Slim Cox Cockes

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Most Important Update! It seems we’ve been wrong all these years. My excuse is I only ever heard his name—I never saw it in print. It turns out to have been a homophone, and here’s his obit (sent by a friend):

Otho M. ‘Slim’ Cockes Jr., 82…pilot

Mr. Cockes, Leesburg, FL, died Monday, Oct. 25 (1999). He was a pilot for Eastern Airlines. Born in Elberon, Va., he moved to Leesburg from Miami in 1976. He was a member of the Airline Pilots’ Association and the Silver Lake Golf and Country Club, Leesburg. Survivors: wife, Helen D.; sons, Jon A., Ocala, Douglas C., El Paso, Texas; three grandchildren; three great-grandchildren.

Not all legends are air traffic controllers, despite what some of us may claim. There are some legendary pilots, too. Oh, I'm not talking about Chuck Yeager or Bob Hoover, Gabby Gabreski or Joe Foss, Butch O'Hare or, well maybe Butch—there is a pretty significant airport named for him, after all. No, I'm talking about pilots who were legendary in the system. Arthur Godfrey, Arnold Palmer, Slim Cox Cockes…who?

There was an old time pilot for Eastern Airlines named Slim Cox Cockes, who was famous up and down the East Coast (and other places Eastern flew). Apparently, he didn't much care for controllers and took every opportunity to give one a hard time. He would question everything, from the reason for a vector to a controller's phraseology. Legend says he carried an ATP (our procedures handbook) in his flight bag. I heard Slim Cox Cockes stories from the day I got downstairs after Flight Data School.

For all the hype, however, I only had one encounter with Slim Cox Cockes. ZTL had implemented STARs into the ATL area and the one from the southeast began at JAX. The route previously flown was J45 to ATL (JAX-AMG-MCN-ATL), but the new arrival called for a radial off of JAX to the north of J45 until intercepting a radial off DBN and then a low altitude airway the rest of the way to ATL. The purpose was to get the arrivals offset from J45 which was used as a southeastbound departure route.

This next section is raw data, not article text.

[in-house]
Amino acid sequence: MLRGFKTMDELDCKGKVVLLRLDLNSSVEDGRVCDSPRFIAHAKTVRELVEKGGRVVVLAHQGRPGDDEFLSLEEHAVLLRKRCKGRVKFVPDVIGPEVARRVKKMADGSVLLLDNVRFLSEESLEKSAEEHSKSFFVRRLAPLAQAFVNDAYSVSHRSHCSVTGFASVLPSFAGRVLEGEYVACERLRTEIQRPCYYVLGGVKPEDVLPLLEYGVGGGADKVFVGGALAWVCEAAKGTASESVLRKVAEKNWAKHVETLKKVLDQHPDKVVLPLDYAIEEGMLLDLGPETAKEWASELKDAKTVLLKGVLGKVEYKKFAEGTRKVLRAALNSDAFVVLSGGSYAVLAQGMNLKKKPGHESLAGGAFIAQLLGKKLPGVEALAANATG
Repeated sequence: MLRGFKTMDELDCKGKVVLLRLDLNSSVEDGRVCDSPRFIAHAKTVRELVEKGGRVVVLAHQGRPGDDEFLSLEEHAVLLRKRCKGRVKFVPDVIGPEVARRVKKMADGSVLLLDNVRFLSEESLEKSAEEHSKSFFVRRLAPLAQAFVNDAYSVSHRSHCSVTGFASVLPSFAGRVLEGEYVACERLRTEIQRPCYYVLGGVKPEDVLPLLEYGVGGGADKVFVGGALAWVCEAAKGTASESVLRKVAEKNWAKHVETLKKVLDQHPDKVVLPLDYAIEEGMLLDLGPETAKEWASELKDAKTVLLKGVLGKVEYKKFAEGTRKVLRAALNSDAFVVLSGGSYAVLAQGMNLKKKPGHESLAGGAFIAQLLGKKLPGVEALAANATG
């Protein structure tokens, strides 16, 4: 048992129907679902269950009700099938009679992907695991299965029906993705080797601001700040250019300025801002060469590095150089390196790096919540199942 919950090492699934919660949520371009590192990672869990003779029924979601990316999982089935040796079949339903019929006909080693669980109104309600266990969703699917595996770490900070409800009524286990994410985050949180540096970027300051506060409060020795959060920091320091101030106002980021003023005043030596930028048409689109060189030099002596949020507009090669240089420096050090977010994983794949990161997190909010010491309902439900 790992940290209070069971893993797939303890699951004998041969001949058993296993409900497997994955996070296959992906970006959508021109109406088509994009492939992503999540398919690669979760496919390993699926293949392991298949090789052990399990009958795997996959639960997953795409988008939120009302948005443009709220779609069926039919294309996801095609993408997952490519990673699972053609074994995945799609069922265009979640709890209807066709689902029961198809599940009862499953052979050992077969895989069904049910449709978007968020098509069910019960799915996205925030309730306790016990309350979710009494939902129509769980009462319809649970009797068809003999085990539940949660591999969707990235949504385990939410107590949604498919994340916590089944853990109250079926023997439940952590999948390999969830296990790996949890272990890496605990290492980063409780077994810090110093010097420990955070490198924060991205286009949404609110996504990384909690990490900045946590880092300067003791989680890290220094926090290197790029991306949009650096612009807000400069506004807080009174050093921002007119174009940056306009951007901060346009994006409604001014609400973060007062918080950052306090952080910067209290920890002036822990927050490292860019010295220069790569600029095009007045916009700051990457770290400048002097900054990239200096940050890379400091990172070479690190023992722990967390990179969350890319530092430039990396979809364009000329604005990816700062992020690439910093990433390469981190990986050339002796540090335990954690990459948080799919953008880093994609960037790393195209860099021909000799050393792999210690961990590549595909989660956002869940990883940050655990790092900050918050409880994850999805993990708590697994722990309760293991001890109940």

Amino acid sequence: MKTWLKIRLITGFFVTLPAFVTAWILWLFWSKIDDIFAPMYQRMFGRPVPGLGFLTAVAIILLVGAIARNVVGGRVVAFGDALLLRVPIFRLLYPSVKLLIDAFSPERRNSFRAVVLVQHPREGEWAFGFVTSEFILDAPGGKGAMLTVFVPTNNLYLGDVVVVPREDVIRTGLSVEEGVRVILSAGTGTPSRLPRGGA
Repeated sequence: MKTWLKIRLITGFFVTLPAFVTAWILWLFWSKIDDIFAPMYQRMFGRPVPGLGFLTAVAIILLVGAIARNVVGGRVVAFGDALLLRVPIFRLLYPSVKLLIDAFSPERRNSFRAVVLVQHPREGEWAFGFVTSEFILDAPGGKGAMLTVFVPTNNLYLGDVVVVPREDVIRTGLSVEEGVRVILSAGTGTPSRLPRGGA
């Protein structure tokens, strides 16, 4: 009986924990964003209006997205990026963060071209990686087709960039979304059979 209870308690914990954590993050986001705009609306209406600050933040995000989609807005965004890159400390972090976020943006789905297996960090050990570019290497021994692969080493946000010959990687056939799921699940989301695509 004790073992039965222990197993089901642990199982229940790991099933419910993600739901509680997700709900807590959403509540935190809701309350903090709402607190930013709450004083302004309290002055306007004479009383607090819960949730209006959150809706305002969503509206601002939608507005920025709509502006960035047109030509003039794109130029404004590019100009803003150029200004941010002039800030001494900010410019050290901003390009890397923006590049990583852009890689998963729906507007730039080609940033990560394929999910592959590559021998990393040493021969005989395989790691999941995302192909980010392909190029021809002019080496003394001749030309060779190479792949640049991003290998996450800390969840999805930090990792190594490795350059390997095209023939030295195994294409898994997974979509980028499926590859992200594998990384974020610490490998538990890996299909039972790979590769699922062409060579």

The STAR had probably only been published for a week or so and most of the carriers were filing it already, but those that hadn't got a clearance onto the DBN1 Arrival before they made the turn at JAX. It was pretty simple, “Delta 935, cleared to ATL via the DBN1 Arrival.” Simple until Eastern 321 (not the actual number, which has disappeared in the mists of time) came on my frequency.

I said, “Eastern 321, cleared to ATL via the DBN1 Arrival.”

“Uh, what's the readout on that, Jax?” Obviously Slim Cox Cockes, but I was prepared.

JAX 337 radial until intercepting the DBN 157 radial, DBN, V267,” I rattled off.

“Roger, Eastern 321.”

It seemed the guys Slim picked on were the ones who were unprepared or had other chinks in their armor. I never heard of him again until years later when the legend continues that he over-rotated an L1011 in SJU and that he was requested to put in his papers as a result.

My son-in-law’s father, also an Eastern pilot, knew him. I'll have to ask for some stories from the airline side. Someone like that couldn't have been a pain in the ass just for controllers.

Update! I did check with the co-father-in-law. He was quite a bit junior to Cox Cockes and didn’t fly the same routes or equipment, so he didn't have any experiencce in the cockpit with him. He also didn’t have any specific stories and his only response to the SJU story I spoke of above, was that Slim was apparently an old piston airplane guy who never fully grasped the transition to swept wing aircraft. Volumes are spoken with that observation.

Further Update! I recently joined a small group of FAA retirees (mostly controller) for a weekly lunch. At one of the lunches, the conversation was about an email I had received from a friend which referenced Eastern Airlines Captain Herman Wilhelmi. After sufficient exposition, one of the other attendees, a former ZNY controller started to say, “there was an Eastern Pilot…” and before he could complete his sentence, I said, “Slim Cox Cockes.” He immediately affirmed my identification and went on to relate that there were numerous stories about Cox Cockes extant, including a standing refusal to accept vectors off course (I’d forgotten about that) and refusing routing changes, even to the extent of delaying his departure.

As I pen this addendum it strikes me—what a contrast between the legacy of Slim Cox Cockes and that ofHerman Wilhelmi.

Even Further Update! Doing some snooping around on the internet and learned O.M. (Slim) Cockes passed away on 25 October 1999, age 82.




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Last updated: 30 March 2013